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October 24, 2011

BOSTON - A Holliston man has been charged with scamming a Boston-area physician and others of millions of dollars that they invested in a sham software venture. He is also charged with passing hundreds of forged prescriptions for controlled substances.

JAMES S. SAKKOS, 45, of has been indicted on six counts of wire fraud, 12 counts of monetary transactions with proceeds of illegal activity, 25 counts of obtaining controlled substances by fraud and one count of lying to a federal investigator.

The indictment charges that SAKKOS persuaded a physician, who had diagnosed SAKKOS with a rare medical disorder, to invest in a software company that SAKKOS claimed to operate. It is alleged that between 2003 and 2011, SAKKOS fed the physician and the physician’s sister an elaborate story with repeated updates about the putative success of the company in making substantial sales to major U.S. corporations. To support these fraudulent representations, SAKKOS allegedly provided his victims with a forged letter from a well-known investment banking firm, expressing interest in a public offering of the software company’s stock. On another occasion SAKKOS represented that the software company was on the verge of being bought-out by IBM.

According to the indictment, the software company had minimal, if any, legitimate operations. Instead of using investors’ money for business purposes, SAKKOS allegedly diverted virtually all of the investors’ funds to his own personal use, including living expenses, the purchase of a second home in Florida and purchases of luxury automobiles, including vehicles by Ferrari, Land Rover, BMW, Audi and Mercedes Benz.

The indictment also charges that SAKKOS passed hundreds of forged prescriptions for controlled substances including Oxycodone, Meperidine/Demerol, Morphine Sulfate and Oxycodone/APAP.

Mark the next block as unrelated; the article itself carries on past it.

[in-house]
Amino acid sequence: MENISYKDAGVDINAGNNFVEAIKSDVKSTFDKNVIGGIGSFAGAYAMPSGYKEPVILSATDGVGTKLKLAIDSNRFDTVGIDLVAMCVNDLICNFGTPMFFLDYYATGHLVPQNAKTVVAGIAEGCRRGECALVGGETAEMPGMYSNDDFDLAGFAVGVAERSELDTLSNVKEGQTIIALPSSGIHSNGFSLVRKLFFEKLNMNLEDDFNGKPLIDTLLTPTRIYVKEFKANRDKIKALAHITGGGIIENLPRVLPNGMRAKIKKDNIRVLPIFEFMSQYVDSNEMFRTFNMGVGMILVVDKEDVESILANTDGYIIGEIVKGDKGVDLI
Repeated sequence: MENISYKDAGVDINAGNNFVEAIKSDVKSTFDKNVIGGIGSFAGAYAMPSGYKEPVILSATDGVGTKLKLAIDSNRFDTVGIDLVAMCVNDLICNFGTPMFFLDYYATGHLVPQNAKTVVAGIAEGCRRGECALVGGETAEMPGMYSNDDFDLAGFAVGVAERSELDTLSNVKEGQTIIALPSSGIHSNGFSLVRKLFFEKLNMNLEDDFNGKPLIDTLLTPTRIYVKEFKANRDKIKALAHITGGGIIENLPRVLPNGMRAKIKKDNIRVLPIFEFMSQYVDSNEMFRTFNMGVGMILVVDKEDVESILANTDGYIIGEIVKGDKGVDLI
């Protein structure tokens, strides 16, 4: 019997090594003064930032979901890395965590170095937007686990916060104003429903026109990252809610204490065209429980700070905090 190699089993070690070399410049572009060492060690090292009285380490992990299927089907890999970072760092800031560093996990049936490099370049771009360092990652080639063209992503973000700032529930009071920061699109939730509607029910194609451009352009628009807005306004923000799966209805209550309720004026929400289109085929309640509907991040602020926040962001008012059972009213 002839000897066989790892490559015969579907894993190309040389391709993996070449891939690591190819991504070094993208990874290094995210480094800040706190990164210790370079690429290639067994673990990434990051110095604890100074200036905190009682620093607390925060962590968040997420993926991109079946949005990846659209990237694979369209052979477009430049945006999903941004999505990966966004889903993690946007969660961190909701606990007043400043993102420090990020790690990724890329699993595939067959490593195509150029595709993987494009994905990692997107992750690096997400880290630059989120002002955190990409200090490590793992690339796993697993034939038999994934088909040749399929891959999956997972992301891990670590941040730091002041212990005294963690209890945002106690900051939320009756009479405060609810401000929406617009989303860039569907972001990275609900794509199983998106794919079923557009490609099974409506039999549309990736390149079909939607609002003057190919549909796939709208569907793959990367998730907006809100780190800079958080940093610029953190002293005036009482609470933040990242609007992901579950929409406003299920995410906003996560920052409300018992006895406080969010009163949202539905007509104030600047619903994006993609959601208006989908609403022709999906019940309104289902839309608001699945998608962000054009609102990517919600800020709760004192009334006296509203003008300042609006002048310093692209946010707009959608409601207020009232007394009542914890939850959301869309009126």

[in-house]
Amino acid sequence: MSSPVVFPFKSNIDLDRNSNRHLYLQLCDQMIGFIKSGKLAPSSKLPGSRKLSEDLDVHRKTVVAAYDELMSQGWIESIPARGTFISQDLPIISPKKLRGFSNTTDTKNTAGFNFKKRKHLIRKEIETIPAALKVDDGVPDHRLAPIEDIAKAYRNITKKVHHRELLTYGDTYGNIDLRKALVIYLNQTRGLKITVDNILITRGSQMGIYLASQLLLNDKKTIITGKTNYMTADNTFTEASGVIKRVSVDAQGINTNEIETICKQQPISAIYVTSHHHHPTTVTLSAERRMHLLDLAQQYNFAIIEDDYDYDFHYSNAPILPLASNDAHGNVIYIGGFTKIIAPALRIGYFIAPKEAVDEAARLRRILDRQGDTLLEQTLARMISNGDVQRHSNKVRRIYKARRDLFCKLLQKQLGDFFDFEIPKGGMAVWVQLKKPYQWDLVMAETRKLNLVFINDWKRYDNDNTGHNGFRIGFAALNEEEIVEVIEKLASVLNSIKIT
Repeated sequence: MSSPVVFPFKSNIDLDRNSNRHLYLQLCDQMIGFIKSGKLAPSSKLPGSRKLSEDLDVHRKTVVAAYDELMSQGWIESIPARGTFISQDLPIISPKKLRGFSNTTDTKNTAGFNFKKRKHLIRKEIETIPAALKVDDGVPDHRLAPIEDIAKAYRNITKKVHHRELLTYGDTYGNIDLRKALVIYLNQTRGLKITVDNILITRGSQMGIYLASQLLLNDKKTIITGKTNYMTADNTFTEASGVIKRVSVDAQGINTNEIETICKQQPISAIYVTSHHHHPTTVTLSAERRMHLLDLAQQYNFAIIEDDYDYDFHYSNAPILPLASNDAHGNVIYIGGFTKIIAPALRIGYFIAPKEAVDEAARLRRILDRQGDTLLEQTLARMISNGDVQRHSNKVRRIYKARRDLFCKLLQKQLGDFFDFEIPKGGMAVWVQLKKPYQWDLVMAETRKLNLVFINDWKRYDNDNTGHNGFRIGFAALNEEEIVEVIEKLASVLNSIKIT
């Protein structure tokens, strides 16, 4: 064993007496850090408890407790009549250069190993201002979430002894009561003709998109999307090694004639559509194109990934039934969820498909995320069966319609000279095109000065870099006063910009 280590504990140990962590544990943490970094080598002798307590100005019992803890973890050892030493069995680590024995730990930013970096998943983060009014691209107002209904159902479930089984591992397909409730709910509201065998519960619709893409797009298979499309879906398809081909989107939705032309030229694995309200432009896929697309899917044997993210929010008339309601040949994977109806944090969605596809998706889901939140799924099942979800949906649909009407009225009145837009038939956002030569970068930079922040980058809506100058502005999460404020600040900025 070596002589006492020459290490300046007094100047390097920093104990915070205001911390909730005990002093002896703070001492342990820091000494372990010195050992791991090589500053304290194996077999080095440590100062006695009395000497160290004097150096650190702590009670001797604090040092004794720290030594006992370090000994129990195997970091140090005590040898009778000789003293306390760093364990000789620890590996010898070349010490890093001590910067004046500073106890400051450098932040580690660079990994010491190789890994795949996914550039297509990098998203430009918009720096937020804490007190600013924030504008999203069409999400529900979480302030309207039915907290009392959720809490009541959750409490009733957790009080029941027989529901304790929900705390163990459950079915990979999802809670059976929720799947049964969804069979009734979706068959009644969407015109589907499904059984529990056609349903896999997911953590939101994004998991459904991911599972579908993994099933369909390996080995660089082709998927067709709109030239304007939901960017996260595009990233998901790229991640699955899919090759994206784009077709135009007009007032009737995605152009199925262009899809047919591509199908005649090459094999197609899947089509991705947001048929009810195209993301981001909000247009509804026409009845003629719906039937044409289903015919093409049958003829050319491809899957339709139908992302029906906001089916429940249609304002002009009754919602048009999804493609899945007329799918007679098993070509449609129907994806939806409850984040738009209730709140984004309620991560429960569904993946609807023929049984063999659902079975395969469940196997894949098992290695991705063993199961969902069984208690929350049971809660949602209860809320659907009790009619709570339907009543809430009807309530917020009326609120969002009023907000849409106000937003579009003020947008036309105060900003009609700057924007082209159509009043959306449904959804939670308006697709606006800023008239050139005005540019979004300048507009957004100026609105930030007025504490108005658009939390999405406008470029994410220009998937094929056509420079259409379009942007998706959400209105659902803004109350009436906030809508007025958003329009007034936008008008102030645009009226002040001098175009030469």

If convicted, SAKKOS faces up to 30 years in prison to be followed by five years supervised release and a $250,000 fine or twice the gross loss on the wire fraud charges; up to 10 years in prison to be followed by three years of supervised release and a $250,000 fine on the money laundering charges; up to four years in prison to be followed by one year of supervised release and a $250,000 fine on the prescription forgery charges; and up to five years in prison to be followed by three years of supervised release and a $250,000 fine on the false statement charge.

United States Attorney Carmen M. Ortiz; William Offord, Special Agent in Charge of the Internal Revenue Service’s Criminal Investigation in Boston; Steven Derr, Special Agent in Charge of the Drug Enforcement Administration - Boston Field Office; and Colonel Marian McGovern, Superintendent of the Massachusetts State Police made the announcement today. The Holliston Police Department also provided assistance in the investigation. The case is being prosecuted by Assistant U.S. Attorney Paul G. Levenson of Ortiz’s Economic Crimes Unit.

The details contained in the Indictment are allegations. The defendant is presumed to be innocent unless and until proven guilty beyond a reasonable doubt in a court of law.



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